We should always look for the opportunities when faced with challenges, and those of us in the produce industry have made the best of Zoom and other virtual platforms for internal and external meetings in the last 18 months.
Some of us were already familiar with Zoom-type meetings and presentations, as our Blue Book audience has seen from my fellow Produce Reporter Pamela Riemenschneider and my Week in Reviews the past three years. https://www.producebluebook.com/tag/week-in-review/
The rest were thrust into virtual meetings, so that now most of us are comfortable with them.
From a produce industry association standpoint, some have been able to return to in person meetings and events, and others not, as we saw with the second straight cancelation of Produce Marketing Association’s Fresh Summit in October.
During the in-person annual meeting of the Fresh Produce Association of the Americas BB #:144354 in Tubac, AZ, Nov. 3-5, several association leaders talked about when pandemic disruptions have meant in broad terms.
Tom Stenzel, President of United Fresh Produce Association BB #:145458 and soon-to-be co-CEO of the International Fresh Produce Association, after the Jan. 1 merger with PMA is completed, said virtual meetings expanded United Fresh’s reach since travel can be expensive.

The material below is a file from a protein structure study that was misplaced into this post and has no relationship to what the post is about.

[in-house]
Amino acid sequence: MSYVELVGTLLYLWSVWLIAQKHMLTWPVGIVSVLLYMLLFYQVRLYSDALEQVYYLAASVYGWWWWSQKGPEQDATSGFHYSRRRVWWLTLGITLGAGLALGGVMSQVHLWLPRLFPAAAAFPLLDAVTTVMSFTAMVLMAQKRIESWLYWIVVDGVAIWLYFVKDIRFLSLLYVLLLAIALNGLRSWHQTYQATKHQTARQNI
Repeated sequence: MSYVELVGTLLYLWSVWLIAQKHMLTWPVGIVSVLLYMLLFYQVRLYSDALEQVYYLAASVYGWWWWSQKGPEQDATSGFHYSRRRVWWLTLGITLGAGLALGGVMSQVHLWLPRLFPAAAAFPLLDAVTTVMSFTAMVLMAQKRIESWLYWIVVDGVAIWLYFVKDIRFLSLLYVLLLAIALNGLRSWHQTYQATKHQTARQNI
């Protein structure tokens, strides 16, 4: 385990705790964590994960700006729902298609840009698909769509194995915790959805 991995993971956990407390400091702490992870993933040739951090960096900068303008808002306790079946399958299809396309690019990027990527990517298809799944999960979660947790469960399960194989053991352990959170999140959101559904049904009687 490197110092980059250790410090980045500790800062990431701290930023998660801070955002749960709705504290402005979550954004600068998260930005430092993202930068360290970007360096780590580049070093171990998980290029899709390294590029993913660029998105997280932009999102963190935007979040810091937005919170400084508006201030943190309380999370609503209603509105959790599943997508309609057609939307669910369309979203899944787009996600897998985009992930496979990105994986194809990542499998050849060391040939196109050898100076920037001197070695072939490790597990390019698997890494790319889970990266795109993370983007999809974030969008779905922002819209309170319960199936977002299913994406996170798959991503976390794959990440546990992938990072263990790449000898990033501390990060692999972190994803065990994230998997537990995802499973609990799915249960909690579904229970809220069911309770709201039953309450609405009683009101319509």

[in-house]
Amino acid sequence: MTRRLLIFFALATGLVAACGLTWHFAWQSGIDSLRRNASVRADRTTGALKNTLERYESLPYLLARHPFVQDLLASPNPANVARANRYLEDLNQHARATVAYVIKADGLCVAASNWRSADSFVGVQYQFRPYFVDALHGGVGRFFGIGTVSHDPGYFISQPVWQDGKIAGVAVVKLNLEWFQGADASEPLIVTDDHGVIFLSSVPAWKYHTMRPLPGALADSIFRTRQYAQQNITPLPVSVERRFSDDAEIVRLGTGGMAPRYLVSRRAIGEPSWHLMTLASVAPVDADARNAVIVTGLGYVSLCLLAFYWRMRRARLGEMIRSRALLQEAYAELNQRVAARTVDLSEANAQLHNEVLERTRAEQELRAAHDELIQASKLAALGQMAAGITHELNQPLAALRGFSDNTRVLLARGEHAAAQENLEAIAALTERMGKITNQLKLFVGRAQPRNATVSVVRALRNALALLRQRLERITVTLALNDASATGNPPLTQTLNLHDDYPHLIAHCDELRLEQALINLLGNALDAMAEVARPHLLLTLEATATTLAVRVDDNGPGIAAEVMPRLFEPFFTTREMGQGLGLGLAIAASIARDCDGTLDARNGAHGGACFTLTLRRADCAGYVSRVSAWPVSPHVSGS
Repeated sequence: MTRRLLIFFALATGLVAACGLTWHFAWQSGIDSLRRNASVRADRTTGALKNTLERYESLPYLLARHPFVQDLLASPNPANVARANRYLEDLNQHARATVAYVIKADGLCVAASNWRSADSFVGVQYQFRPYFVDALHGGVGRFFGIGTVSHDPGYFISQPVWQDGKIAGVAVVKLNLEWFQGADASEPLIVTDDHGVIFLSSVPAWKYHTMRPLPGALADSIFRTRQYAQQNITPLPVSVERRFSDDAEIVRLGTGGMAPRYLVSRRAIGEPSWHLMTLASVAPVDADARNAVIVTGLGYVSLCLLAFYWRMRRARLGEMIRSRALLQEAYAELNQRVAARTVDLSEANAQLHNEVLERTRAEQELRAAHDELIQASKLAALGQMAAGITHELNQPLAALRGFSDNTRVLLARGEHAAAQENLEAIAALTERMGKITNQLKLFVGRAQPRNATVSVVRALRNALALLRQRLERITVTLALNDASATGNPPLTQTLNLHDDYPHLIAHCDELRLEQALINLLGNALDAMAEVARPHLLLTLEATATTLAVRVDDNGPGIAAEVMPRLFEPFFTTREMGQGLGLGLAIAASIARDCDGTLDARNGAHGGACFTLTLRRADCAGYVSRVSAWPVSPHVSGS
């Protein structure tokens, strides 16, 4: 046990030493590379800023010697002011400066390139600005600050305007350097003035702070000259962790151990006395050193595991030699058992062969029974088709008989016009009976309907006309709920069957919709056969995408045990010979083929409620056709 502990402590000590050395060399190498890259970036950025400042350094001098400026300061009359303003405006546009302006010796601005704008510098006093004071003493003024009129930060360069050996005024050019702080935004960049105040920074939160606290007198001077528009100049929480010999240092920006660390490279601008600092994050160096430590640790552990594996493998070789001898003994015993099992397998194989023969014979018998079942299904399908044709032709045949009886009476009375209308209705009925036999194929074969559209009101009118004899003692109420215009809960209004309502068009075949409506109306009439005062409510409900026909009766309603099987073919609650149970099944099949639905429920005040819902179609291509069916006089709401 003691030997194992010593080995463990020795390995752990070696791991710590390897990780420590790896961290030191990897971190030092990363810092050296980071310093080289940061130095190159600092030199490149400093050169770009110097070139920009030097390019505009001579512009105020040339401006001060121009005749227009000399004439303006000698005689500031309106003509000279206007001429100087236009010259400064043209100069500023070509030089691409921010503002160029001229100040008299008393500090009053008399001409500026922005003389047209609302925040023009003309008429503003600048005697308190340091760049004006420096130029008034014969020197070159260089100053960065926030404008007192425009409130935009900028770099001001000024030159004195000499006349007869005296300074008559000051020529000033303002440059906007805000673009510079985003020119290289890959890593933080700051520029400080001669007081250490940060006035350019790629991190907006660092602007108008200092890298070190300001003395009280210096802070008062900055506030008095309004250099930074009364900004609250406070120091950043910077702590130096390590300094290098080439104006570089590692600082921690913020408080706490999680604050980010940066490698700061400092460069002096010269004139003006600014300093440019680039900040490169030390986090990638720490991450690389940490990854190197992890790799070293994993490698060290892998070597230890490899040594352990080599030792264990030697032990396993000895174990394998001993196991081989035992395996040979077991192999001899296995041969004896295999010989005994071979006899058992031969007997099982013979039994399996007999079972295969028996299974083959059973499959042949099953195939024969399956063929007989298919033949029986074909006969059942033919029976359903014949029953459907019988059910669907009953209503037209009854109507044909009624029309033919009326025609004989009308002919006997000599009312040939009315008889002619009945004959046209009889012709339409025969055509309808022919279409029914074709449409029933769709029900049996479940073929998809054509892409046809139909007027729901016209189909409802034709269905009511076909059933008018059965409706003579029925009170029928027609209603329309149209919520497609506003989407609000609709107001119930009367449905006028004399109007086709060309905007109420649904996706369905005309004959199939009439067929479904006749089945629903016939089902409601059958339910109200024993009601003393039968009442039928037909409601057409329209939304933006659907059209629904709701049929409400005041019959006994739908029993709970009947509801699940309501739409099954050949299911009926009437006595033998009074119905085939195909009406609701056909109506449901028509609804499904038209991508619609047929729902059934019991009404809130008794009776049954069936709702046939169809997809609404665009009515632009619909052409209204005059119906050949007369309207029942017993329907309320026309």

“It also expanded our reach globally,” he said.
Leonardo Tarriba, Chairman of FPAA and Grower-shipper board member with United Fresh, said it allowed an Arizona-centered group like FPAA to reach more people outside of Arizona more easily.
While Chris Ciruli, Vice Chair of the National Mango Promotion Board BB #:189894 and on the Board of Directors for United Fresh, agreed that more people in organizations can attend meeting virtually, in person meetings offer uniquely personal interactions.
“Behind the scenes at meetings can’t be replicated,” he said.
For example, he happened to run into fellow panelist Craig Slate, Chairman of the Texas International Produce Association BB #:162361 at United Fresh’s fall conference in Washington, DC, and share a cab ride. That kind of thing is lucky, but it happens all the time at produce meetings, Ciruli said, and Slate agreed.
Sabrina Hallman, Past President of the Arizona Seed Trade Association, said industry veterans need those personal interactions with friends and colleagues they’ve known for years, but it’s also critical to show younger industry members that these are the things that make the produce industry unique.
“We need the personal connections to bring people into the industry and keep them here,” she said.